Even during and towards the end of the war, in the most terrible conditions, the workers still fought, but the balance of forces, the counter-revolution, was too strong against them. It's important we understand this today, because, for one, it tells us so much more about the history and present dangers of our democratic and leftist enemies.

Big Brother
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Feb 10 2006 19:19

Think of Nazisism as Catholicism and replace Christianly with Darwinism. And there you have Nazisism.

It came to me one day was I was walking in the street. A few weeks later I watched a programme on BBC4 about the Jews plight in what was probably the first ever in the history/documenty shown on T.V. that document of the Jews plight in Nazis Germany by Dr Sobel (I think) His name is often quoted by the BNP as a lie. There was a T.V. interview with a Polish survivor, he descript why Jews were persecuted, said simply it was the preaching of the Christian church for many centuries that the Jews have turned their back on God of God and Jews will get retribution for what they have done.

It was this that Himler pick up on; Himler took the idea of the Storm Troopers (SS) on the idea of the Spanish Inquisition. Instead of using the Christian teaching of helping the weak, the term “the weak” was replaced by “survival of the fittest”. Darwinism which Hitler was attracted to, as Hitler didn’t like the idea of the helping the weak as Hitler saw himself as weak. (He farted a lot, etc, etc,).

If you ever get the chance to see the orginal t.v. series (it's Subtitle as it foreign documenty) it is well worth the time and effort to watch. When I watched it, it was shown on at 11 o'clock at night and I had to stop watching it 3:30am in the morning! I had to go to work the next day I never got the chance to watch the end. It is particularly shocking specially then the camera film rolls at the concentration camps, Dr Sobel walks through the snow and into the gas chambers.

I think also contributing factor was that Germany was primly a Catholic country so that why I think Nazism was felt at ease with the German People.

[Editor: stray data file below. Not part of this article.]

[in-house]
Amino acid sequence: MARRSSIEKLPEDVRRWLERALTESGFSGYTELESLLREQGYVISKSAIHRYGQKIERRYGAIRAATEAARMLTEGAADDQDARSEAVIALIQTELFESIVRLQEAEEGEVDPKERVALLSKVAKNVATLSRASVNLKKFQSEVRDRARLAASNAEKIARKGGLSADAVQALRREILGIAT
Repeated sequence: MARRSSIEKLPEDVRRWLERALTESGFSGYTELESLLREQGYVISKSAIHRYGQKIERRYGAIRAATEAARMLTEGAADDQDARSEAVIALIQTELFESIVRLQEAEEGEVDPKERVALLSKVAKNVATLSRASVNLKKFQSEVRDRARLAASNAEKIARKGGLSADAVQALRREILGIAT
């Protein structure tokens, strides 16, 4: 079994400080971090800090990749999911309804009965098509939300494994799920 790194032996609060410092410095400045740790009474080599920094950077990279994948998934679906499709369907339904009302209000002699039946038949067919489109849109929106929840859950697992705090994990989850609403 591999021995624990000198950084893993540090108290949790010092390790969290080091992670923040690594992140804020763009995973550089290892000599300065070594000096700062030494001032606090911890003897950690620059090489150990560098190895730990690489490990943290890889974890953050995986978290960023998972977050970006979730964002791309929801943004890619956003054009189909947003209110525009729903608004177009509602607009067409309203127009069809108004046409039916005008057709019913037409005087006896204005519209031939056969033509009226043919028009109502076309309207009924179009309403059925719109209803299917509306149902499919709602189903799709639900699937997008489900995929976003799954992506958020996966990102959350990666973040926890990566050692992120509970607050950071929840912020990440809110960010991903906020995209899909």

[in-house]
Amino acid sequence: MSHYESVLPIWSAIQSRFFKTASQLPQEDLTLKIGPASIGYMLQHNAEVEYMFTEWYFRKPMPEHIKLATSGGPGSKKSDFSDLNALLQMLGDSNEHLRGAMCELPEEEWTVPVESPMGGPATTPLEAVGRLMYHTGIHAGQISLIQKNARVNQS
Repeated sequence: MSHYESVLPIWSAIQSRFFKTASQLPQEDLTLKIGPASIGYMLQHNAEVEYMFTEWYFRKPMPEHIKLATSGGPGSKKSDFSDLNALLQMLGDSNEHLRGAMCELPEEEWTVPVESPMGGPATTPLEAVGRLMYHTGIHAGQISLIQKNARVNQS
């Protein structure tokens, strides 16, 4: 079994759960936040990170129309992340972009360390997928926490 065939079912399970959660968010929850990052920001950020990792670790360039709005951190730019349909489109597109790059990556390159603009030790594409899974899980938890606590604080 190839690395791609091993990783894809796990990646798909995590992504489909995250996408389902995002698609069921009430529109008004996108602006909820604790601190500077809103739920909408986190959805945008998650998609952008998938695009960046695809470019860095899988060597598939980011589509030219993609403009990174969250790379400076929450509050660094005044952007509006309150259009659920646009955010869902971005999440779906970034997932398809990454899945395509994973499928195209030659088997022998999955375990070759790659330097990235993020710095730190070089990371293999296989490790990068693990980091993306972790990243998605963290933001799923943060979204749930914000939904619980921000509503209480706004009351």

TangoMash
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Feb 10 2006 19:27
alibadani wrote:

That’s the closest thing to a decent explanation I’ve ever heard on the subject. I still don’t really get Nazism's and its obsession with the Jews. Does anyone?

Alot of germans were brought up against jews back then, so it may just have been the way the leaders of nazism during the early 1900's were brought up. red n black star

Lazlo_Woodbine
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Feb 10 2006 22:16

is it just me, or has baboon's last post simply re-stated his position, without addressing any of the points anyone's made? confused

Beltov
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Feb 11 2006 11:28
Lazlo_Woodbine wrote:
is it just me, or has baboon's last post simply re-stated his position, without addressing any of the points anyone's made? confused

I think you'll find he's addressed some of the points made on this thread in an article in the latest issue of World Revolution. See 'Anarchist arguments for participation in imperialist war' here:

http://en.internationalism.org/node/1663

smile

Beltov.

baboon
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Feb 13 2006 14:59

What point specifically, Lazlo? The one made by baboon that says that by the time of the rise of Nazism the working class wasn't in a position to take on all imperialist sides (ie, revolution)? Or the one where Lazlo replies "Oh dear, so that means that there was no useful action by the working class after 1933?" What is the point of what you are saying exactly?

Lazlo_Woodbine
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Feb 18 2006 20:35

That apparently the 'only' useful working class action is to take on all sides. Yeat a lot of the time this isn't possible. So what are we to do?

Hint to careful readers: I reckon the answer will involve leaflets

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Lazy Riser